Big Ben doesn’t pay much attention to the clock ticking on how much time he has left before the pocket collapses under the rush of opposing defensive linemen. He has even less concern about what he flatly calls an "erroneous" report that time is running out on his days in Pittsburgh.
Ben Roethlisberger has been a big target for pass rushers for most of his 10 seasons as the Pittsburgh Steelers’ quarterback. He takes hits to let his receivers get open to make big plays.
It is a tradeoff that has worked to the Steelers’ advantage most of Roethlisberger’s career. The Steelers won Super Bowls XL (at Ford Field in Detroit) and XLIII, and they lost to the Packers in Super Bowl XLV.
This is a different kind of season than the Steelers are accustomed to having. They are in last place in the AFC North with a 3-6 record going into Sunday’s home game against the Lions at Heinz Field.
"It’s not typical," Roethlisbeger said Wednesday in a conference-call interview with the Detroit media.
"We’re not used to having these kinds of seasons. For us, it’s a one-game season. We just say it’s the most important game of the year, and we’ve got to come out and try to get to 1-0."
The Steelers are one of the pillars of the NFL, with a long, rich winning tradition. They’ve won six Super Bowls, and their black and gold colors are familiar to fans.
What’s not familiar is how they’ve performed this year. The power has gone out of their running game on both sides of the ball, and they haven’t beaten a team with a winning record.
Two weeks ago, in a game that matched the NFL’s royalty, they gave up four fourth-quarter touchdowns and 610 total yards in absorbing a 55-31 drubbing by the New England Patriots.
Regardless of where the Steelers are in the standings, Roethlisberger’s style has not changed. At 6-5 and 241 pounds, Roethlisbserger is a big man who’s tough to bring down. He spins away in the pocket to elude pass-rushers and cocks and reloads his throwing arm before finally delivering the ball to a receiver.
Roethlisberger has been sacked 35 times, second most in the NFL behind Dolphins quarterback Ryan Tannehill, and the Steelers are 29th in the league in sacks allowed per play.
"It’s not in my DNA, my mindset, to quit on a play," Roethlisberger said. "If something’s not there, I’ve seen quarterbacks throw it away, go down. Sometimes that’s a smart thing, but you know what? There are also some big plays to be had.
"The competitor in me just can’t give up all the time."
If both teams play to form Sunday, Roethlisberger can count on getting pressure up the middle from Lions defensive tackles Ndamukong Suh and Nick Fairley. Both had a sack and four quarterback hits in last week’s 21-19 victory at Chicago.
Roethlisberger joked about not being too brave in the face of the rush.
"You’ve got to be careful," he said. "You’ll end up dead if you’re not careful. It’s a great defensive line and defense. I tell myself all the time to be alert for things.
"Then, when the bullets start flying, who knows what’s going to happen?"
Suh joked back when told about Roethlisberger’s "end up dead" comment.
"That’s interesting," Suh said. "I’m not a killer. My track record proves that one, or I’d be in jail. I guess I have to take that as somewhat of a complement. There is going to be no killing on Sunday."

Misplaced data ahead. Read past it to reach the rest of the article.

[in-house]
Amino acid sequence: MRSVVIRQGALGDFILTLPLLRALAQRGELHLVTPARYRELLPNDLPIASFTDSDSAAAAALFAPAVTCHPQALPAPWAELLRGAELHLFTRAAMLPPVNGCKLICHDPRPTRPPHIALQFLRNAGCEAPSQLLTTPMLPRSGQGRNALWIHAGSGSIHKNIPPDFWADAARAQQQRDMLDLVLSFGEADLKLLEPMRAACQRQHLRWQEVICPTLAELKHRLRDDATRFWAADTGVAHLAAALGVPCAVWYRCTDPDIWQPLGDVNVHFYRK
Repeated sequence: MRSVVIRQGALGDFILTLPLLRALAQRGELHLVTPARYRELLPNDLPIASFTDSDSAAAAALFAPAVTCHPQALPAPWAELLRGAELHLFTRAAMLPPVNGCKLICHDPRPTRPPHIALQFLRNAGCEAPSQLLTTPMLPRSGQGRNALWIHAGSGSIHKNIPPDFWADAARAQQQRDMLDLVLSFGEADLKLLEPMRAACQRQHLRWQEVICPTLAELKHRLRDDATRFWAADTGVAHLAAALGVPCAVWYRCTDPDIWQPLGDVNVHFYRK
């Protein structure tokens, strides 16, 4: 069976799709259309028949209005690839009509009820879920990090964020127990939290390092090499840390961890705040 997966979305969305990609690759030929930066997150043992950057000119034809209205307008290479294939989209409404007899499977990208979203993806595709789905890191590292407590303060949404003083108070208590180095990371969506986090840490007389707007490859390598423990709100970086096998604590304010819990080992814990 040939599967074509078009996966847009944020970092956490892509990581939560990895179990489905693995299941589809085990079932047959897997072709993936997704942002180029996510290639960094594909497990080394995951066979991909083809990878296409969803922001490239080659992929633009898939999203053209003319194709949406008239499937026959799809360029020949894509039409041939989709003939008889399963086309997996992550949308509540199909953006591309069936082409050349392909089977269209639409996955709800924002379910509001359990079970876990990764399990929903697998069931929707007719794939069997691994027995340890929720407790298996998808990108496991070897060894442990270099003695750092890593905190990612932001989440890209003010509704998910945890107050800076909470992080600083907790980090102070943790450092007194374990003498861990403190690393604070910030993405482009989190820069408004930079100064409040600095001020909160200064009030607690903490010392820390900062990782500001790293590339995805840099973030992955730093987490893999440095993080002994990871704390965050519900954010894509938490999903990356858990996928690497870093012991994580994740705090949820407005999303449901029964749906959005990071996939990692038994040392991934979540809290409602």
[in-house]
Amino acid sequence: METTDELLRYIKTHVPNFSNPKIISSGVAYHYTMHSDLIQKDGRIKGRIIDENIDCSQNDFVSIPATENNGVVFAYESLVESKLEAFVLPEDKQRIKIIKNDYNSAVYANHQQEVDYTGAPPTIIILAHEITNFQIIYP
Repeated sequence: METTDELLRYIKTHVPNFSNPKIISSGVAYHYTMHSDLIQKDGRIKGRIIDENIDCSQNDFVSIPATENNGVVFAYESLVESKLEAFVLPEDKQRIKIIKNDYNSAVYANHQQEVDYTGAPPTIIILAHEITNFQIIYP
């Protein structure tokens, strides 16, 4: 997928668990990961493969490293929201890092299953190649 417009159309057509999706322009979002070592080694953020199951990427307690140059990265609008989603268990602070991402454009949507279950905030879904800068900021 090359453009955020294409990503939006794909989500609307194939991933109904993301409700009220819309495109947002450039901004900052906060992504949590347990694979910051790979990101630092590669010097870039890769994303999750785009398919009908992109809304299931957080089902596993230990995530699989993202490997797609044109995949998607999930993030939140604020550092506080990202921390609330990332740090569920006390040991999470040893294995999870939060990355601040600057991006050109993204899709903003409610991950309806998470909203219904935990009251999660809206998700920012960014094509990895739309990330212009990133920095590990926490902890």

One thing that Roethlisberger insists is not going to happen is him demanding to be traded. On Wednesday, he briefly addressed the report that surfaced over the weekend that he wants out of Pittsburgh.
"It’s so erroneous, so ridiculous, I’m not even addressing it," Roethlisberger said. "It just takes away from what we’re trying to do. That’s win this football game. That’s all that matters to me.
"To me, it makes me so mad, I don’t even want to address it anymore."
How the Steelers got to 3-6: The running game has hurt them on both sides of the ball. They rank 27th in rushing offense with 80.6 yards per game and 29th in rushing defense, allowing 127.2 yards.
In sacks differential, they’ve given up 36 and sacked the opposing quarterback 16 times.
They started the season with four straight losses to the Titans, Bengals, Bears and Vikings (in London). They’ve rebounded to win three of the last five, beating the Jets and Ravens, losing two straight to the Raiders and Patriots and beating the woeful Bills, 23-10 last week.
Michigan connection: Rookie Le’Veon Bell of Michigan State is Pittsburgh’s leading rusher, and receiver Antonio Brown of Central Michigan leads the NFL with 67 receptions.
Passing: Roethlisberger 218-338 (64.5 pct.), 2,534 yds., 13 TD, 10 Int., 35 sacks, 87.6 rating.
Rushing: Le’Veon Bell 102-339, 3.3 avg., 4 TD; Jonathan Dwyer 29-139, 4.8 avg., 0 TD; Felix Jones 35-128, 3.7 avg., 0 TD; Roethlisberger 12-49, 4.1 avg.
Receptions: Antonio Brown 67-805, 12.0 avg., 3 TD; Emmanuel Sanders 41-507, 12.4 avg., 2 TD; Jerricho Cotchery, 31-455, 14.7 avg., 6 TD; Heath Miller 25-274, 11.0 avg., 1 TD; Bell 20-186, 9.3 avg.
Tackles: Lawrence Timmons 95; Ryan Clark 65; Troy Polamalu 57; William Gay 48; Vince Williams 44; Ike Taylor 39; LaMarr Woodley 37; Brett Keisel 35; Cameron Heyward 27.
Sacks (team total 16): Woodley 5; Jason Worlds 3; Keisel, Heyward 2 each.
Quarterback pressures (team total 95): Keisel 23; Heyward 21; Woodley 14; Worlds 12.
Interceptions (team total 5): Clark 2; Timmons, Polamalu, Cortez Allen 1 each.
Punt returns: Brown 16, 13.7 ave., 50 long.
Kickoff returns: Jones 14, 23.7 ave., 42 long.
Punting: Mat McBriar 8-41.9 ave., 0 touchbacks, 1 inside 20.
Field goals: Shaun Suisham 19-21 FG; 16-16 PAT.